|Phyton-International Journal of Experimental Botany|
Multi-Environmental Genetic Analysis of Grain Size Traits Based on Chromosome Segment Substitution Line in Rice (Oryza sativa L.)
1Jiangsu Key Laboratory of Crop Genomics and Molecular Breeding, Key Laboratory of Plant Functional Genomics of the Ministry of Education, Jiangsu Key Laboratory of Crop Genetics and Physiology, Jiangsu Co-Innovation Center for Modern Production Technology of Grain Crops, College of Agriculture, Yangzhou University, Yangzhou, 225009, China
2National Key Laboratory of Plant Molecular Genetics, CAS Center for Excellence in Molecular Plant Sciences, Shanghai Institute of Plant Physiology and Ecology, Chinese Academy of Sciences, Shanghai, 200032, China
3University of Chinese Academy of Sciences, Beijing, 100049, China
4Innovation Academy for Seed Design, Chinese Academy of Sciences, Beijing, 100101, China
*Corresponding Authors: Jiping Gao. Email: firstname.lastname@example.org; Sukui Jin. Email: email@example.com
#These authors contributed equally to this work
Received: 30 September 2021; Accepted: 10 November 2021
Abstract: Grain size traits are critical agronomic traits which directly determine grain yield, but the genetic bases of these traits are still not well understood. In this study, a total of 154 chromosome segment substitution lines (CSSLs) population derived from a cross between a japonica variety Koshihikari and an indica variety Nona Bokra was used to investigate grain length (GL), grain width (GW), length-width ratio (LWR), grain perimeter (GP), grain area (GA), and thousand grain weight (TGW) under four environments. QTL mapping analysis of six grain size traits was performed by QTL IciMapping 4.2 with an inclusive composite interval mapping (ICIM) model. A total of 64 QTLs were identified for these traits, which mapped to chromosomes 1, 2, 3, 4, 6, 7, 8, 10, 11, and 12 and accounted for 1.6%–27.1% of the total phenotypic variations. Among these QTLs, thirty-six loci were novel and seven QTLs were identified under four environments. One locus containing the known grain size gene, qGL3/GL3.1/OsPPKL1, also have been found. Moreover, five pairs of digenic epistatic interactions were identified except for GL and GP. These findings will facilitate fine mapping of the candidate gene and QTL pyramiding to genetically improve grain yield in rice.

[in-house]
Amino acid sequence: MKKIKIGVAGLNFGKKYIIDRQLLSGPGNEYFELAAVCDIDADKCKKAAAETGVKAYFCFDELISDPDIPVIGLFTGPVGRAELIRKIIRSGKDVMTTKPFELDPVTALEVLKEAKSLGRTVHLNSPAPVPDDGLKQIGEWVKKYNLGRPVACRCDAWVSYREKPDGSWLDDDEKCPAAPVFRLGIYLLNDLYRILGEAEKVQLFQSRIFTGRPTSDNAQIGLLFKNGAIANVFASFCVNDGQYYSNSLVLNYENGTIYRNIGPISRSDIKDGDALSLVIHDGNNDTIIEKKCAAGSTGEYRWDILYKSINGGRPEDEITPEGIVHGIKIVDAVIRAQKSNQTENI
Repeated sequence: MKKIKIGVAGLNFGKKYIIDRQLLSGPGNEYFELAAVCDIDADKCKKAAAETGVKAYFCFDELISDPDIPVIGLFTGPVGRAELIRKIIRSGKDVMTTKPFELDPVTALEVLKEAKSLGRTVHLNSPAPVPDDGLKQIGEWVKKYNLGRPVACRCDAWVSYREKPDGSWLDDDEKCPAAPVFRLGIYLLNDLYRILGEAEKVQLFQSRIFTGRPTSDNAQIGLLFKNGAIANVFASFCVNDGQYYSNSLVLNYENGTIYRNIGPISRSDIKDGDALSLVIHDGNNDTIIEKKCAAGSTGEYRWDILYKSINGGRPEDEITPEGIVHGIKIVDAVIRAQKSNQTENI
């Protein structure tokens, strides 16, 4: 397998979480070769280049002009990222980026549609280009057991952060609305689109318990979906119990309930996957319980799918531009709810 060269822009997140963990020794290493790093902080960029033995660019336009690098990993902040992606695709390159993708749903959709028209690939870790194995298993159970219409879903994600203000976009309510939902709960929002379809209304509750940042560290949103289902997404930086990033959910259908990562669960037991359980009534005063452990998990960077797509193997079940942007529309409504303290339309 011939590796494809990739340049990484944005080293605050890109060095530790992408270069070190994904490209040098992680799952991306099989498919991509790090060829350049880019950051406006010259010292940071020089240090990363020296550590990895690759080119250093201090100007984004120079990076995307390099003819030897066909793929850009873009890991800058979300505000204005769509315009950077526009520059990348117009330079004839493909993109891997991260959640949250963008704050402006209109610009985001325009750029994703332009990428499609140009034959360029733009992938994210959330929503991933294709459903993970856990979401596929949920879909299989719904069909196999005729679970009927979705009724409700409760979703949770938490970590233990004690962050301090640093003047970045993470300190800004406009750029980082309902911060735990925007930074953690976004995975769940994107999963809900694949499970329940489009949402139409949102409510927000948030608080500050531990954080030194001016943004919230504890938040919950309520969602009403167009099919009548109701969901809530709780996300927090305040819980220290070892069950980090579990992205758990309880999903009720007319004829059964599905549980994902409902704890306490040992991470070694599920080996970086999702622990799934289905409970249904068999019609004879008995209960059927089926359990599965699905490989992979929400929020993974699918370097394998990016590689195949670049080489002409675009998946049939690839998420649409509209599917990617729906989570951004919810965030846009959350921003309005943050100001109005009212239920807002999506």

Keywords: Rice; grain size; quantitative trait loci; epistatic; chromosome segment substitution lines
Rice (Oryza sativa L.) is an important staple food feeding more than half of the world’s population. To meet the demand for food for the rapid growth of the population, continuous improvements of the rice yield will be necessary . Rice grain yield is major determined by the number of panicles per plant or effective tillers per plant, the number of grains per panicle, and the grain weight [2,3]. Grain size, which is closely associated with grain weight, is made up of grain length, grain width, grain thickness, and length-to-width ratio, etc., which are key determinants of grain yield and grain quality [4,5]. Therefore, the improvement of grain size traits is one of the most important tasks for rice breeders to increase rice production.
Rice grain size traits are genetically controlled by numerous quantitative trait loci (QTLs) . To date, QTL mapping for rice grain size traits using different populations, which derived from various biparental crosses, has been reported in many previous studies [7–17]. Some of QTLs identified in these populations have been cloned, such as GS3 , GW2 , GW5/qSW5/GSE5 [20–23], GS5 , qGL3/GL3.1/OsPPKL1 [25–27], GW8/OsSPL16 , TGW6 , GW6a , GW7/GL7/SLG7 [31–33], GS2/GL2/GLW2/PT2 [34–38], GLW7 , GS9 , qLGY3/OsLG3b [41,42], TGW3/qTGW3/GL3.3/OsSK41 [43–45], TGW2 , OsAUX3 . Although a large number of QTLs for grain size traits have been mapped or cloned, and these results have facilitated a better understanding of the genetic basis of the grain size, it still needs to identify new QTL or genes to understand the complex mechanisms of grain size traits.
Using chromosome segment substitution lines (CSSLs) is a good strategy for QTL mapping. The substitution lines are the complete integration of the substituted segments with the stability of a certain character, which could reduce the interference of background noise and improve the accuracy of QTL mapping . A large number of CSSLs sets have been developed to identify the QTLs for rice agronomic traits, including the grain size traits [47,49–53].